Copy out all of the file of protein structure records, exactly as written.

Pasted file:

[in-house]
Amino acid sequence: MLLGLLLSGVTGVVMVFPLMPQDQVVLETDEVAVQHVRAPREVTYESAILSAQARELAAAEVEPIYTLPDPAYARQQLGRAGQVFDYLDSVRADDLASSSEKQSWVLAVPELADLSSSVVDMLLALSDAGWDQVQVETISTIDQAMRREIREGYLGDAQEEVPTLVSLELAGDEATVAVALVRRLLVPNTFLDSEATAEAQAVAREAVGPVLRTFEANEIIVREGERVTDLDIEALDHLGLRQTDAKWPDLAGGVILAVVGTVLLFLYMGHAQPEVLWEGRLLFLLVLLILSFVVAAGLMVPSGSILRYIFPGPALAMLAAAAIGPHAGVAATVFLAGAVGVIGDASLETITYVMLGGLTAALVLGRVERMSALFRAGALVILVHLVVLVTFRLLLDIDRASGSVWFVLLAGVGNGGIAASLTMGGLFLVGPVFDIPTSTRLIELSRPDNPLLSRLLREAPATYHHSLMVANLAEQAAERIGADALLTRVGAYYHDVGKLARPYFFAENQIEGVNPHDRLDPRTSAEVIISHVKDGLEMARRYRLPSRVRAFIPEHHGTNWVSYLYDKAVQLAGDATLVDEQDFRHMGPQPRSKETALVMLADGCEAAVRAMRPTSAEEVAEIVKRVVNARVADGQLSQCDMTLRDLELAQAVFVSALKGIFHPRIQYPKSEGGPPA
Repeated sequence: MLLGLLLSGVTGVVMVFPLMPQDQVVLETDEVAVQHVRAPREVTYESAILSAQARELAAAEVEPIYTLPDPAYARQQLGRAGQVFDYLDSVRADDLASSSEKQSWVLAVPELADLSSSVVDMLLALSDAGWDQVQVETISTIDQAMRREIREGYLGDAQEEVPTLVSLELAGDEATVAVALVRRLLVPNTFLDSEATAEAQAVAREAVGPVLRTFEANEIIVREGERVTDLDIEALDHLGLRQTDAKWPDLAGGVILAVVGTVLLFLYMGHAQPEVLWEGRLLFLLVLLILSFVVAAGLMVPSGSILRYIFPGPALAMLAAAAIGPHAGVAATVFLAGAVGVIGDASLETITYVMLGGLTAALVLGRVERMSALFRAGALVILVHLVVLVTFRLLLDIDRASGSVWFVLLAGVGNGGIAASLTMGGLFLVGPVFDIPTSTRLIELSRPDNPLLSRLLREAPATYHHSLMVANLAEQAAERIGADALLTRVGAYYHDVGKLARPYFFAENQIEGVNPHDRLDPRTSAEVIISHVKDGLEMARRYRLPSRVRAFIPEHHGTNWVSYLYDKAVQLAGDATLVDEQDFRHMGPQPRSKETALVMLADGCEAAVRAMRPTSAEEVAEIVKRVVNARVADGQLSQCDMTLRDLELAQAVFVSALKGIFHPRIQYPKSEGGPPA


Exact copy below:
[in-house]
Amino acid sequence: MLLGLLLSGVTGVVMVFPLMPQDQVVLETDEVAVQHVRAPREVTYESAILSAQARELAAAEVEPIYTLPDPAYARQQLGRAGQVFDYLDSVRADDLASSSEKQSWVLAVPELADLSSSVVDMLLALSDAGWDQVQVETISTIDQAMRREIREGYLGDAQEEVPTLVSLELAGDEATVAVALVRRLLVPNTFLDSEATAEAQAVAREAVGPVLRTFEANEIIVREGERVTDLDIEALDHLGLRQTDAKWPDLAGGVILAVVGTVLLFLYMGHAQPEVLWEGRLLFLLVLLILSFVVAAGLMVPSGSILRYIFPGPALAMLAAAAIGPHAGVAATVFLAGAVGVIGDASLETITYVMLGGLTAALVLGRVERMSALFRAGALVILVHLVVLVTFRLLLDIDRASGSVWFVLLAGVGNGGIAASLTMGGLFLVGPVFDIPTSTRLIELSRPDNPLLSRLLREAPATYHHSLMVANLAEQAAERIGADALLTRVGAYYHDVGKLARPYFFAENQIEGVNPHDRLDPRTSAEVIISHVKDGLEMARRYRLPSRVRAFIPEHHGTNWVSYLYDKAVQLAGDATLVDEQDFRHMGPQPRSKETALVMLADGCEAAVRAMRPTSAEEVAEIVKRVVNARVADGQLSQCDMTLRDLELAQAVFVSALKGIFHPRIQYPKSEGGPPA
Repeated sequence: MLLGLLLSGVTGVVMVFPLMPQDQVVLETDEVAVQHVRAPREVTYESAILSAQARELAAAEVEPIYTLPDPAYARQQLGRAGQVFDYLDSVRADDLASSSEKQSWVLAVPELADLSSSVVDMLLALSDAGWDQVQVETISTIDQAMRREIREGYLGDAQEEVPTLVSLELAGDEATVAVALVRRLLVPNTFLDSEATAEAQAVAREAVGPVLRTFEANEIIVREGERVTDLDIEALDHLGLRQTDAKWPDLAGGVILAVVGTVLLFLYMGHAQPEVLWEGRLLFLLVLLILSFVVAAGLMVPSGSILRYIFPGPALAMLAAAAIGPHAGVAATVFLAGAVGVIGDASLETITYVMLGGLTAALVLGRVERMSALFRAGALVILVHLVVLVTFRLLLDIDRASGSVWFVLLAGVGNGGIAASLTMGGLFLVGPVFDIPTSTRLIELSRPDNPLLSRLLREAPATYHHSLMVANLAEQAAERIGADALLTRVGAYYHDVGKLARPYFFAENQIEGVNPHDRLDPRTSAEVIISHVKDGLEMARRYRLPSRVRAFIPEHHGTNWVSYLYDKAVQLAGDATLVDEQDFRHMGPQPRSKETALVMLADGCEAAVRAMRPTSAEEVAEIVKRVVNARVADGQLSQCDMTLRDLELAQAVFVSALKGIFHPRIQYPKSEGGPPA